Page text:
If you’re by a desert spring in far northwest Arizona or southeast Nevada and hear a low chuckle followed by what sounds like fingers rubbing on a balloon, you may have stumbled upon a relict leopard frog.
These olive-green to light-brown frogs can be told apart from their lowland cousins in southern Arizona only by genetic analysis.
Relict leopard frogs originally lived in springs, marshy backwaters, and side canyons along the Virgin, Muddy, and Colorado rivers. Dam building, marsh draining, and non-native predators drastically reduced their range, and their numbers shrank dangerously low.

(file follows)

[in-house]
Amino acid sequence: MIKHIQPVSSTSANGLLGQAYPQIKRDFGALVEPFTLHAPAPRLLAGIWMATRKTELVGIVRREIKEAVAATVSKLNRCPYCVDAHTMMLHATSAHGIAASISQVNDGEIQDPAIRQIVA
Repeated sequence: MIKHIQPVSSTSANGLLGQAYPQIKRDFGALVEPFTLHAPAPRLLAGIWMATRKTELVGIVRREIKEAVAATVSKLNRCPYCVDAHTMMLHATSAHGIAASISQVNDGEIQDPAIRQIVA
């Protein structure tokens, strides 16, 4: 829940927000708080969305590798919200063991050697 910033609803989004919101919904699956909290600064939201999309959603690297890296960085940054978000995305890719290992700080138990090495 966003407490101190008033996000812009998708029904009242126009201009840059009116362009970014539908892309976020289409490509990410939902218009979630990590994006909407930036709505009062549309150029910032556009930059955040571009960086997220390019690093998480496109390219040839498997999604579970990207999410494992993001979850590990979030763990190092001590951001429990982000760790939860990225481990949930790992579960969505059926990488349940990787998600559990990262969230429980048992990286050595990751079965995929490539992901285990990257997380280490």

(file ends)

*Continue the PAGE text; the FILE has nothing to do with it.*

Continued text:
In fact the species was believed extinct – until three populations were found in Nevada in the early 1990s.
That led a conservation team, including the U.S. Fish and Wildlife Service and Arizona Game and Fish Department, to spearhead recovery efforts and a captive breeding program at the University of Nevada Las Vegas.
A ten-year conservation agreement calls for managing the habitat of remaining natural sites – along with releasing captive-bred animals at new sites.
Relict leopard frogs now inhabit twenty sites - including three in Arizona where they are doing well.
Although no one knows exactly how many of them there are, their situation has been judged healthy enough to remove the species from the list of candidates for protection under the federal Endangered Species Act.
Someday, the chuckling calls of these frogs may be heard more often.